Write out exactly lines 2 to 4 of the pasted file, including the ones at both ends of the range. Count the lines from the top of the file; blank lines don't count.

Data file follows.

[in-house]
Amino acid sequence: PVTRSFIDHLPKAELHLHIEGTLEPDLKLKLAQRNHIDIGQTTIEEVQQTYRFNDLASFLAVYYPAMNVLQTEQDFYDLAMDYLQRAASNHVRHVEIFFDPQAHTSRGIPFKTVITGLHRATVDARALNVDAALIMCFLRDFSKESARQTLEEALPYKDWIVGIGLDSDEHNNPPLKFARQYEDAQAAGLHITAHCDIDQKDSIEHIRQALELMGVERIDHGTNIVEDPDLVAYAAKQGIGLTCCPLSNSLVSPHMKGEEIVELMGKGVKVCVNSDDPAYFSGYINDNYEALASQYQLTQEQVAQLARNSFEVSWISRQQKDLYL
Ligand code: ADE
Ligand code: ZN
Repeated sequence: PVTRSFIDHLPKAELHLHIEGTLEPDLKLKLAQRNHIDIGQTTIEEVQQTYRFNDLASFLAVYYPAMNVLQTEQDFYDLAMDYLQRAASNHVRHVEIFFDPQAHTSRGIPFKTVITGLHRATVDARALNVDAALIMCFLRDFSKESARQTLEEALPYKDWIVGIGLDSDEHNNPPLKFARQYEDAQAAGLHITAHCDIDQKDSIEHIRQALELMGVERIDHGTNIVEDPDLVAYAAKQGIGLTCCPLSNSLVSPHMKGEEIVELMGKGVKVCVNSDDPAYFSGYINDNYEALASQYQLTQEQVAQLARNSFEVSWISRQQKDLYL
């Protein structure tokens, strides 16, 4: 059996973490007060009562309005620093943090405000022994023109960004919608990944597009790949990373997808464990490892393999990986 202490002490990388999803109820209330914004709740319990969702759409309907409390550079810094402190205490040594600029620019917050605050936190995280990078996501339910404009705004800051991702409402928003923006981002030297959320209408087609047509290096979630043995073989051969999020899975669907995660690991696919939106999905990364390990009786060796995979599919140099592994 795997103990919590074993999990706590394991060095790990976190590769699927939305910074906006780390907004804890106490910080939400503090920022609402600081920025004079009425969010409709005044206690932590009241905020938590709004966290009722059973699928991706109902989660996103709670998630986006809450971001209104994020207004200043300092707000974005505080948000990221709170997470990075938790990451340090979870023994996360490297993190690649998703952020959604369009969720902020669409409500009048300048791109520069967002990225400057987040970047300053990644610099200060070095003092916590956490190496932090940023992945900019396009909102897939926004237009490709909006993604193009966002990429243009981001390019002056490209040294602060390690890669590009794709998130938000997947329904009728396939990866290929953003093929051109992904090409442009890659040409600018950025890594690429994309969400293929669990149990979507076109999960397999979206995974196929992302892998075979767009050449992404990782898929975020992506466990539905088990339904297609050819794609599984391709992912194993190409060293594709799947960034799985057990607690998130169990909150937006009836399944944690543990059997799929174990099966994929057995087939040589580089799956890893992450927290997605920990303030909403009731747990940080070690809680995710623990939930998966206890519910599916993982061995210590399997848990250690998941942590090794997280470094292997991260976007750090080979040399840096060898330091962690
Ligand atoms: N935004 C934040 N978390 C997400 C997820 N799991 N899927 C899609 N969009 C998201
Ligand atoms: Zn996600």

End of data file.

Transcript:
Amino acid sequence: PVTRSFIDHLPKAELHLHIEGTLEPDLKLKLAQRNHIDIGQTTIEEVQQTYRFNDLASFLAVYYPAMNVLQTEQDFYDLAMDYLQRAASNHVRHVEIFFDPQAHTSRGIPFKTVITGLHRATVDARALNVDAALIMCFLRDFSKESARQTLEEALPYKDWIVGIGLDSDEHNNPPLKFARQYEDAQAAGLHITAHCDIDQKDSIEHIRQALELMGVERIDHGTNIVEDPDLVAYAAKQGIGLTCCPLSNSLVSPHMKGEEIVELMGKGVKVCVNSDDPAYFSGYINDNYEALASQYQLTQEQVAQLARNSFEVSWISRQQKDLYL
Ligand code: ADE
Ligand code: ZN